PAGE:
Now that you have finished your fishing rod it is time to take it out and catch some fish. One of the most amazing things about living in a country like Australia is our access to beautiful natural oceans and waterways. If we want to continue to use these amazing resources for many years to come we need to make a conscious effort to protect that environment and the ecosystems that live there. These are a few simple guidelines that ensure our impact on the environment is minimised.
Size and possession limits are there to protect fishing stocks. Only taking as much as you need and adhering to local fishing regulations is essential.
Dispose of all litter, discarded fishing tackle and fish waste responsibly. If you find discarded fishing line please take it and dispose of it as well. Cut discarded fishing line into small pieces to avoid entanglement in case birds and other animals scavenge rubbish bins.
Quickly and humanely kill your retained catch and noxious species. Percussive stunning should cause immediate unconsciousness followed by piercing the brain (ikying or pithing) with a sharp pointed tool. Please refer to http://www.ikijime.com/ for information on the brain location for local fish species. To avoid wastage, always immediately chill your retained catch.
How hard a fish fights is not an indication of whether you can keep it or not. Always measure your catch appropriately and if it’s too small put it back.
A fish with a hook and trace hanging from its mouth has a far lesser chance of survival. Always give the fish the best chance of survival. Remove and hooks or line from the fish and try to return it to the water as soon as possible. This gives the fish the best chance of survival.
Catch and release fishing is also becoming increasingly popular and there are some great resources available to anglers like the NSW Recreational Fishing Catch and Release Handbook. Always do your research on the species you are targeting and practice techniques that reduce mortality rates.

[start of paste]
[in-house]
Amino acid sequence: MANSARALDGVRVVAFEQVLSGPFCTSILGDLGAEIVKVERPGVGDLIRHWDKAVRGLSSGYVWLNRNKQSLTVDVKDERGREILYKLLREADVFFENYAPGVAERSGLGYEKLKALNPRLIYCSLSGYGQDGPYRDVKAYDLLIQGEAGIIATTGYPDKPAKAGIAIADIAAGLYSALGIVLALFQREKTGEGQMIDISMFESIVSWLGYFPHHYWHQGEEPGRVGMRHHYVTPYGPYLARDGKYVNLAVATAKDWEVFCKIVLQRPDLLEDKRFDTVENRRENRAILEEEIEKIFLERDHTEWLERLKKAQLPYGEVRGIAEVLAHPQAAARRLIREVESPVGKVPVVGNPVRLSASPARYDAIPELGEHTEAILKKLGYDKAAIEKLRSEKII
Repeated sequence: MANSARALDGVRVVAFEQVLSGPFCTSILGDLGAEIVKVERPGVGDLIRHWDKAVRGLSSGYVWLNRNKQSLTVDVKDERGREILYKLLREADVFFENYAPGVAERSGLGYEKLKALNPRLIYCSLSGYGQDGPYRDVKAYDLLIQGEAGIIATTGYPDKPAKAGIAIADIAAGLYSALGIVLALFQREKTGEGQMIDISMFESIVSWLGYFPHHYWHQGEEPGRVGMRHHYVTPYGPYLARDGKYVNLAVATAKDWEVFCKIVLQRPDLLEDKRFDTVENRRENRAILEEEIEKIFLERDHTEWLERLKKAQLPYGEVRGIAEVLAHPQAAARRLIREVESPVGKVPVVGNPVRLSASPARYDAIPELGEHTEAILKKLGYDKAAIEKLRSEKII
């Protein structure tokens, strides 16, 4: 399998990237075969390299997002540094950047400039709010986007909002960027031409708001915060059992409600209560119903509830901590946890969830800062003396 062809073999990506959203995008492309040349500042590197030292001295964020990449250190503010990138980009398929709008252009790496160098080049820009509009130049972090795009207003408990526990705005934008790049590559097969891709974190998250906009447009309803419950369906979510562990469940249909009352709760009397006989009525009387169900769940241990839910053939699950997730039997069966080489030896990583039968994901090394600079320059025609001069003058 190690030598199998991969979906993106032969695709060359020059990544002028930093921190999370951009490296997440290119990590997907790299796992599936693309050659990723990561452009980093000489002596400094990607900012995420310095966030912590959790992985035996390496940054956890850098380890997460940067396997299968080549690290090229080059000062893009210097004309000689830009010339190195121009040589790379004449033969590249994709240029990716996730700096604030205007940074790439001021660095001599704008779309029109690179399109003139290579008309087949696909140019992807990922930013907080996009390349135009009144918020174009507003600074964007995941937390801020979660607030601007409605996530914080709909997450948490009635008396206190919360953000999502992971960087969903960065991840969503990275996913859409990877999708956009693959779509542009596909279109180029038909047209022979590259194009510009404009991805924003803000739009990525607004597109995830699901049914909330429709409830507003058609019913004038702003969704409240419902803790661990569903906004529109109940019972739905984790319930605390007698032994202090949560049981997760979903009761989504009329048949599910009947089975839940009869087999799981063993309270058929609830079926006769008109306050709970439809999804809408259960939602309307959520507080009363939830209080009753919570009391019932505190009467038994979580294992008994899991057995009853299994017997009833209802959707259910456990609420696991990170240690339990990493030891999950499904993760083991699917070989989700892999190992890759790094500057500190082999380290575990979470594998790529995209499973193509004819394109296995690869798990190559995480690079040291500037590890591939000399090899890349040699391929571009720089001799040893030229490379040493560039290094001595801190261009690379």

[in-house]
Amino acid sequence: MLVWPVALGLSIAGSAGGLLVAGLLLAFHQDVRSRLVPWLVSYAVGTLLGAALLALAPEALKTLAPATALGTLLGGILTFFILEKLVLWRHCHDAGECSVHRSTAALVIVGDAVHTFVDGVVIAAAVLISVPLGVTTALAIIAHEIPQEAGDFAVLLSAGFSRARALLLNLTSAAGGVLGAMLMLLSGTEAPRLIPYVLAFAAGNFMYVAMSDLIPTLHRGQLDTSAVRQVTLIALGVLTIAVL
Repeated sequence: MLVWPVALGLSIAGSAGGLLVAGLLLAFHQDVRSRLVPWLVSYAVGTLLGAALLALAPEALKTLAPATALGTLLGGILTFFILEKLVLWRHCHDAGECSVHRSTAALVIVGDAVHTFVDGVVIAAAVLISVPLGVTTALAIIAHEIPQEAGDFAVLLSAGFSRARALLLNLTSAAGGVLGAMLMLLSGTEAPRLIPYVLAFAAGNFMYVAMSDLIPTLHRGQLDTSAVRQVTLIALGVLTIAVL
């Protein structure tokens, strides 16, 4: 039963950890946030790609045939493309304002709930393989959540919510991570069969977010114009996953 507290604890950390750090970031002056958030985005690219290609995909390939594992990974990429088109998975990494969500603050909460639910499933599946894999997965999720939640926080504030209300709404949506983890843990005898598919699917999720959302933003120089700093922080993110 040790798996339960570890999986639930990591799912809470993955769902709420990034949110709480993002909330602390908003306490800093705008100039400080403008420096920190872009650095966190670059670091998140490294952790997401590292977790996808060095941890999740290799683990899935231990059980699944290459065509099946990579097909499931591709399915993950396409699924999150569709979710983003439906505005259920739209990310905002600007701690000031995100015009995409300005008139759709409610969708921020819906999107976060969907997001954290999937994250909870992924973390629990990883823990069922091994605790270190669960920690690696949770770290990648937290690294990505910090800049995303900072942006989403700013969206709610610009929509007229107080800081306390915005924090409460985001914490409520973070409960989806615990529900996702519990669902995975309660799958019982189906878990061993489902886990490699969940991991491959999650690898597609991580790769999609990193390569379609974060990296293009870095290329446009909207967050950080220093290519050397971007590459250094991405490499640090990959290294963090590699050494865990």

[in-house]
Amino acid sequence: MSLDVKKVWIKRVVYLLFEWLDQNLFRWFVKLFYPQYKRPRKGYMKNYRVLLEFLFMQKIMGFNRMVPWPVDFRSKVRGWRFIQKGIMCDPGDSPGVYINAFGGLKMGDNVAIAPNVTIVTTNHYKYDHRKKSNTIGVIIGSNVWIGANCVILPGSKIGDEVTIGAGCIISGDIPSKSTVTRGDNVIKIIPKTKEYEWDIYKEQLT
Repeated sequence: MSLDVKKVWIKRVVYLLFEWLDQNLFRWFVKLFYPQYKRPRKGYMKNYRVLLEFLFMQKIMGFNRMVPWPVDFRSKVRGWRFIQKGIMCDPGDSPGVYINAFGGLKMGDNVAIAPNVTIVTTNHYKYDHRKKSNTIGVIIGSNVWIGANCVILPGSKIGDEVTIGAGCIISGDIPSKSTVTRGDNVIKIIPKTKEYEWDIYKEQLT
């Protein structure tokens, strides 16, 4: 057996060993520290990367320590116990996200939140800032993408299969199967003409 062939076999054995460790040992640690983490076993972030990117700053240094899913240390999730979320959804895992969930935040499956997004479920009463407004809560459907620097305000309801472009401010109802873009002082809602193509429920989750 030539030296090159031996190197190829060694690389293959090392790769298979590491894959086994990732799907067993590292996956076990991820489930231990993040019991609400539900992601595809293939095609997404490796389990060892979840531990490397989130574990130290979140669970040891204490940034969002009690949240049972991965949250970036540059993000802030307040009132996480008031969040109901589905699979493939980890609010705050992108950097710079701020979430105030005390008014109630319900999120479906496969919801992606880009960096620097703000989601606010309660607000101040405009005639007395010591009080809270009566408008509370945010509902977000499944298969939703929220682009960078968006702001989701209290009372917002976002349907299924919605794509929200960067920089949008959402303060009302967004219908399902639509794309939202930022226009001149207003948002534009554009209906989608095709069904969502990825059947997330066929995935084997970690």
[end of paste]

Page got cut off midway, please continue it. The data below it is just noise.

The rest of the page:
Some fishing activities are illegal such as explosives or poisons. These can be extremely detrimental to underwater environments so only use approved fishing methods.
To protect fish stocks from overfishing some fishing equipment must be used in an appropriate manner. This includes but is not limited to breathing devices, net sizes, crab pots and dredges.
There are also limits to how many lines you may have in the water at a time and you must be present with your line at all times.
Always refer to your states fishing regulations.
Wherever possible, use environmentally friendly fishing tackle such as non-lead sinkers, biodegradable line and non-stainless hooks.
Avoid using break-away fishing floats that are non-biodegradable, or persist as marine debris, such as balloons and polystyrene blocks.
To minimise pollution, maintain boat engines.
Reduce injuries to wildlife by always attending your lines, regularly checking any set traps and hoop nets, and avoiding known feeding and breeding areas of birds, turtles or platypus. Take care when boating and anchoring to avoid damaging habitat.
If you hook a bird, stay calm. Gently reel it in. Even pelicans can be slowly retrieved and are generally placid. Place a towel or shirt over the bird’s head and eyes and carefully remove the hook or line. Do not cut the line or release the bird if the hook has been swallowed or embedded too deeply to remove easily. Instead, contact the Australian Seabird Rescue: north 0428 862 852, central 0438 862 676 or south 0431 282 238; or alternatively, call WIRES 1800 641188.
The use of baits from marine (saltwater) environments can carry parasites and diseases that can be spread through freshwater systems. To protect these systems always use bait that has been frozen, cooked or preserved.
There are always more ways to be more sustainable and reduce your impact on the environment but these simple guidelines should serve as a starting point. Please always think of the world around you and do everything you can to keep it a beautiful place.
New South Wales – https://www.dpi.nsw.gov.au/fishing/recreational/fishing-rules-and-regs
South Australia – https://pir.sa.gov.au/fishing/recreational_fishing
Northern Territories – https://nt.gov.au/marine/recreational-fishing